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Mapping

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OpenRA comes with a easy to understand ingame map editor. You can access it from the main menu: -> Extras -> Map Editor. With this tool you can create new or edit maps that already exist.

Screenshot

It has a drag and drop interface which should be intuitive. You can middle mouse drag to move and use the mouse wheel to zoom in and out.

Converting maps for the original games to the OpenRA map format

The OpenRA.Utility.exe command can be used to convert TD, RA and D2k maps to the OpenRA .oramap format. The syntax is as follows:

OpenRA.Utility.exe cnc --map-import filename.ini
OpenRA.Utility.exe ra --map-import filename.ini
OpenRA.Utility.exe d2k --import-d2k-map filename.map TILESET

where TILESET is something like BLOXBASE.

The converted map will be saved in the current working directory as filename.oramap.

File Format

Maps are created with the .oramap extension by default. These files basically work as a ZIP archive with a custom file ending. You can open these files with an archive program. At minimum each map contains a map.bin containing the terrain and resource information in binary format as well as map.yaml which describes actor placement, weapon definitions, even override default game rules using all Traits. For missions you can use Map scripting powered by Lua.

As creating extremely customized maps is error prone there are some additional checks in place. OpenRA.Lint.exe is a command line tool that runs automated tests on it. If these fail, the game will not allow to play the map to prevent crashes. While the engine progresses your map may become incompatible with the next release. Check the Map Upgrading Guide as OpenRA.Utility.exe provides a helper command to automate the porting as much as possible.

The map boundaries have to stay divisible by 8 and require an outer boundary that is inaccessible by the players (cordons). The size has no limits though extremely large maps degrade game performance and may make no sense gameplay wise.

Sharing

http://resource.openra.net/ is the central repository to upload and showcase custom maps. It is tied to the client and allows everyone who joins the game to download maps that have been shared there. Every time you make changes to a map, the numerical hash to uniquely identify it, will also be different to prevent desyncs.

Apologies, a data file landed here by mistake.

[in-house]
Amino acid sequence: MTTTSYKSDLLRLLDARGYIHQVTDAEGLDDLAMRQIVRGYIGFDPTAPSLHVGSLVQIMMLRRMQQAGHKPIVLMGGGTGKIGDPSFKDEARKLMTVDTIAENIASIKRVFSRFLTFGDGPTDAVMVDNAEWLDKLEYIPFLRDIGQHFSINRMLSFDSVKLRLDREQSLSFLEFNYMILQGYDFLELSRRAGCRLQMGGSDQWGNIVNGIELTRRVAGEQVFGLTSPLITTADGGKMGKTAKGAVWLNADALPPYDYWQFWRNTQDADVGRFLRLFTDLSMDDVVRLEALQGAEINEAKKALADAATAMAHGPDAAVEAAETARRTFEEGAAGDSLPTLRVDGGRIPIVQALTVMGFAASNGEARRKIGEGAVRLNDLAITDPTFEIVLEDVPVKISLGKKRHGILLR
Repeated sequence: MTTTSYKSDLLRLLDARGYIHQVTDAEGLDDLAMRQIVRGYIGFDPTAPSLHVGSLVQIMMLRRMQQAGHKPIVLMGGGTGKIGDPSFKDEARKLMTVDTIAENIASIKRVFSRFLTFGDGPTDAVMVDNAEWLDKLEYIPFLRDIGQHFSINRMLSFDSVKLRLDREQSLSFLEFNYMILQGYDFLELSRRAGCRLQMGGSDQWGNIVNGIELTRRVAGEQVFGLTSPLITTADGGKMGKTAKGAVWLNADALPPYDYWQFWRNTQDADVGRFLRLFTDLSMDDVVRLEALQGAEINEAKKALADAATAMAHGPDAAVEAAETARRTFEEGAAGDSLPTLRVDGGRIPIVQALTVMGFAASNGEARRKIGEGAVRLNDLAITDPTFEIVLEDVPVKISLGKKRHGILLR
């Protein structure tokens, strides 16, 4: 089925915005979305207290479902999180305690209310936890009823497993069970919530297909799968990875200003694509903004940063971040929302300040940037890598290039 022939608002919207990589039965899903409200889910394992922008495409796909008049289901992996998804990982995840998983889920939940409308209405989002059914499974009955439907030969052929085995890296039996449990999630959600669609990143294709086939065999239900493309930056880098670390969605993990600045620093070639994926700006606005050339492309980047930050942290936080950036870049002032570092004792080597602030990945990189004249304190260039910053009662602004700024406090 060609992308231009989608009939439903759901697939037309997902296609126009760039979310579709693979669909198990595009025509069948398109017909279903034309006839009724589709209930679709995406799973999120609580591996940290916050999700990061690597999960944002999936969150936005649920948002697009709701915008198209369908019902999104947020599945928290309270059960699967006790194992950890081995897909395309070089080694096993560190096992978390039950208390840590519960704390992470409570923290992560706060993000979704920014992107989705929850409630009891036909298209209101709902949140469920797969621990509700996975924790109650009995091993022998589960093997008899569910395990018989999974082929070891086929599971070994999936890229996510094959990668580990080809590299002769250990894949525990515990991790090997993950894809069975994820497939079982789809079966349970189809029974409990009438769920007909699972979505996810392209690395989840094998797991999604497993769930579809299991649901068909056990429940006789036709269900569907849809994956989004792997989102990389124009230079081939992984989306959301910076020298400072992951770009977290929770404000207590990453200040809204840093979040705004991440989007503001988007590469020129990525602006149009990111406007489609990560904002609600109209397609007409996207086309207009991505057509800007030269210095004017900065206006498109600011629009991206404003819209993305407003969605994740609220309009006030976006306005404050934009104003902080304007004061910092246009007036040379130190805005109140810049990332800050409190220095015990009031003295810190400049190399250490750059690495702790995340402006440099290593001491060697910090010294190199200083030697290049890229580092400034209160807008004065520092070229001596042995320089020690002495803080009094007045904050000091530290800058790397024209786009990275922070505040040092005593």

Location

Custom maps are stored in the user directories with sub-directories per mod.

  • Windows: My Documents\OpenRA\maps
  • Mac OSX: ~/Library/Application Support/OpenRA/maps
  • Linux: ~/.openra/maps

An unzipped folder containing the necessary files will also work which is useful when the terrain editing is done and the text files are tweaked manually. When contributing maps to be distributed with the main game, only zip regular maps without custom rules. Otherwise the changes won't be visible in the revision control system. It is also suggested to avoid spaces in the map filename.

Singleplayer missions

Singleplayer missions will appear in the missions menu if they are specified in a mission group in one of the mission files referenced from mod.yaml and have the following set

Visibility: MissionSelector

Type: Campaign

in their map.yaml.

Custom (third party) missions in standard mods are currently included in the unsorted catch-all "Missions" group. Support for custom campaigns will be added in a future release.

Singleplayer missions should include a custom map preview by including a 360 x 200px map.png file in the map package. Generic Allied and Soviet mission previews are included in the artsrc/ra/campaign directory.

Creating previews from the TD campaign maps

  1. Use XCC Mixer to find and convert the wsa animation to a set of png files. They are located inside general.mix.
  2. Find the frames that correspond to the full map with and without the mission arrow, and open them in your image editor of choice.
  3. Select and erase black background from both images, and then copy the two layers into one image. Don't forget the two-px black region between Denmark and Germany!
  4. Correct the image's aspect ratio by rescale the image to 267 x 200px, and then increase the canvas width to 360px.
  5. Extract the arrow images from the original (non-resized) imaged, copy to the resized image, and use the stretched-arrow layer as a guide to position the non-stretched arrows. Delete the stretched-arrow layer.
  6. Export the preview to png, and save the source file (with layers for the background and arrows) in the artsrc directory.

See also

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